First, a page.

Baird going to UN to oppose Palestinian statehood bid

Foreign Affairs Minister John Baird says he'll travel to New York today to oppose any "unilateral" move by the Palestinian Authority for statehood at the United Nations.
Foreign Affairs Minister John Baird says he will be at the UN, which he addressed last month, to oppose an expected bid Thursday by the Palestinians for UN membership as a non-voting observer state. (Jason DeCrow/Associated Press)

Foreign Affairs Minister John Baird says he'll travel to New York Thursday and will oppose any "unilateral" move by the Palestinian Authority for statehood at the United Nations.

The UN General Assembly is set to consider the matter Thursday, a year after Palestinian President Mahmoud Abbas formally asked the UN to consider his application for full membership in the UN.

That request has been blocked so far by the Security Council, but Thursday's resolution to recognize Palestine as a non-voting observer state is expected to pass. Unlike the Security Council, in the General Assembly no one country has veto power.

The Palestinian Authority representative at the UN, Riyad Mansour, says he expects Thursday to be a historic day for the Palestinian people and for the UN. But the vote will likely divide world governments.

The Palestinian delegation to Canada said in a statement Wednesday the vote is an "interim step" in light of the "impasse" over the request for full membership. "We call on all peace-loving countries to support our bid at the UN," Said Hamad, chief representative of the delegation, said in the statement.

Baird told MPs in the House of Commons Wednesday he was "tremendously disappointed" with the Palestinian Authority's decision to seek the status at the UN, which he said violates several accords. Baird urged both sides, Israel and the Palestinians, to get back to the negotiating table to find a lasting peace.

But he left no doubt where Canada's support lies, saying repeatedly that Canada supports the "Jewish state" and the people of Israel.

Harper holds fast

During a press conference with Mexico's president-elect on Parliament Hill Wednesday, Prime Minister Stephen Harper was asked why Canada wouldn't adopt a stance similar to Britain and support the Palestinian bid with the proviso that it commit to returning to peace talks.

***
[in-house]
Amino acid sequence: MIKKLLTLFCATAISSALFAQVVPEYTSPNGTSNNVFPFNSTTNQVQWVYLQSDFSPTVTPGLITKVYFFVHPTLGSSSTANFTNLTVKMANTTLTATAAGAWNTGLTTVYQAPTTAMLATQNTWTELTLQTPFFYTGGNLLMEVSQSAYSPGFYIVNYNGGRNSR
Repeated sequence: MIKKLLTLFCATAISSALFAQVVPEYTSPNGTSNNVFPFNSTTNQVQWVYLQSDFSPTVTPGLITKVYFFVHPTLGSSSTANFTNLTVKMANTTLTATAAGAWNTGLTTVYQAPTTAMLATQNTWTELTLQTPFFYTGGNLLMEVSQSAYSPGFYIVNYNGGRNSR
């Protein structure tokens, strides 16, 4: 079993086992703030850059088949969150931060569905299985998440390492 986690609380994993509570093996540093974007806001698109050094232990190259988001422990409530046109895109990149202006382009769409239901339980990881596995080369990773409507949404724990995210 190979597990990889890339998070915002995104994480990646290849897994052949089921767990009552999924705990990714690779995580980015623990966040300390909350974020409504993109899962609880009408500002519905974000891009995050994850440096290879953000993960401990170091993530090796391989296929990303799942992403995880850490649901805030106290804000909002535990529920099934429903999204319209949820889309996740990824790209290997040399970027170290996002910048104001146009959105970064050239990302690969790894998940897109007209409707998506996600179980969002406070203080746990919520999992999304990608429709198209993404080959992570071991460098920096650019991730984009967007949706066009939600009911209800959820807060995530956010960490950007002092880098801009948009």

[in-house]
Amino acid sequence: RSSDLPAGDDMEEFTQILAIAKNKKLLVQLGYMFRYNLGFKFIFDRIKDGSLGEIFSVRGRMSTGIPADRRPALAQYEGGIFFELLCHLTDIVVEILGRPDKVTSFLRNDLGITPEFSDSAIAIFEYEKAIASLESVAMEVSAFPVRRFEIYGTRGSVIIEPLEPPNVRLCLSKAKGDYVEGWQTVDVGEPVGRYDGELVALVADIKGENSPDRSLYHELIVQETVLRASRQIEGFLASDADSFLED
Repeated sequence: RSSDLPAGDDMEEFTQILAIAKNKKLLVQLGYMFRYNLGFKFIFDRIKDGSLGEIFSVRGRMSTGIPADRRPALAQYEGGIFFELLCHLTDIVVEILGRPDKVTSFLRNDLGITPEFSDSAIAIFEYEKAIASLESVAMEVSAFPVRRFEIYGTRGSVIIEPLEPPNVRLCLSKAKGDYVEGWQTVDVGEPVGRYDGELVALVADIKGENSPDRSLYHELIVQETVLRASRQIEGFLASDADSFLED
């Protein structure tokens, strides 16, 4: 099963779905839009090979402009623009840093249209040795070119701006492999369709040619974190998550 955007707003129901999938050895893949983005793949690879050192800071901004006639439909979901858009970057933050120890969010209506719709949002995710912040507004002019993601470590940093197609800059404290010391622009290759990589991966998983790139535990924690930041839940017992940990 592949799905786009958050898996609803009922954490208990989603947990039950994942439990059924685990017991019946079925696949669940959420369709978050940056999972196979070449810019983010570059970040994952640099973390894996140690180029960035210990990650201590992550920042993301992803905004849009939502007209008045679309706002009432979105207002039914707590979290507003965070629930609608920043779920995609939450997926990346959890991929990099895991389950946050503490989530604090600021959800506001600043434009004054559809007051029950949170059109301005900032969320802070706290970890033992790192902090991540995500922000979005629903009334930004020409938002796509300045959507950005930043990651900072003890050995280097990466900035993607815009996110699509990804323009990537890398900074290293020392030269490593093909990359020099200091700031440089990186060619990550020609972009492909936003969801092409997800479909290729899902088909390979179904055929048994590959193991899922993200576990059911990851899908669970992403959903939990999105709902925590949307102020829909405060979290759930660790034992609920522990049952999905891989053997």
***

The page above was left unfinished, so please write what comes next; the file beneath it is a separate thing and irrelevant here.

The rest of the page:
Harper repeated Canada's oft-stated position.

"We favour a two-state solution in this region, that will not be accomplished in reality unless and until the Palestinian Authority returns to the negotiating table and is able to get a comprehensive peace agreement with Israel," Harper said. 

"So we encourage them to do that and we will not support any other shortcuts or any other ways of trying to arrive at that solution without such a peace agreement."

Along with Canada, the United States and Israel are sharply opposed to the resolution, and Germany has announced it too will oppose the move. France, meanwhile, says it will back the Palestinian bid, as will China and a host of other nations. 

Britain's Foreign Secretary William Hague has indicated his government may abstain from the vote.

"We want to see a Palestinian state and look forward to the day when its people can enjoy the same rights and dignity as those of any other nation," Hague told his fellow MPs in the Commons in London today.

"But for us to support a resolution at the UN, it is important that the risks to the peace process are addressed so that the chances of negotiation beginning after it are enhanced rather than diminished."

NDP critical of government stance

In Ottawa, New Democrat Leader Tom Mulcair called the resolution a reasonable request by the Palestinians and criticized the government's decision to vote against it.

"What we have from the Canadian side, under the Conservatives, is negativism, reproach, attack, threats," Mulcair said. 

"We would like to see Canada playing a constructive role as we once proudly did on the world stage. Under Mr. Harper's Conservatives, we no longer play a constructive role."

Interim Liberal Leader Bob Rae said his party does not support the motion before the UN but predicts it will be accepted by the General Assembly.

"I have to say that I see the UN resolution as a bit of a diversion," Rae said.

"Yes, it's going to cause a big flurry.… but frankly that resolution doesn't take us any further. And the real key issue is to get the parties in front of each other and talking about negotiations."

Montreal MP Irwin Cotler noted in the Commons Wednesday that Thursday's vote will fall on the same date the UN General Assembly, in 1947, recommended the adoption and implementation of a partition plan for British-controlled Mandatory Palestine into Arab and Jewish states.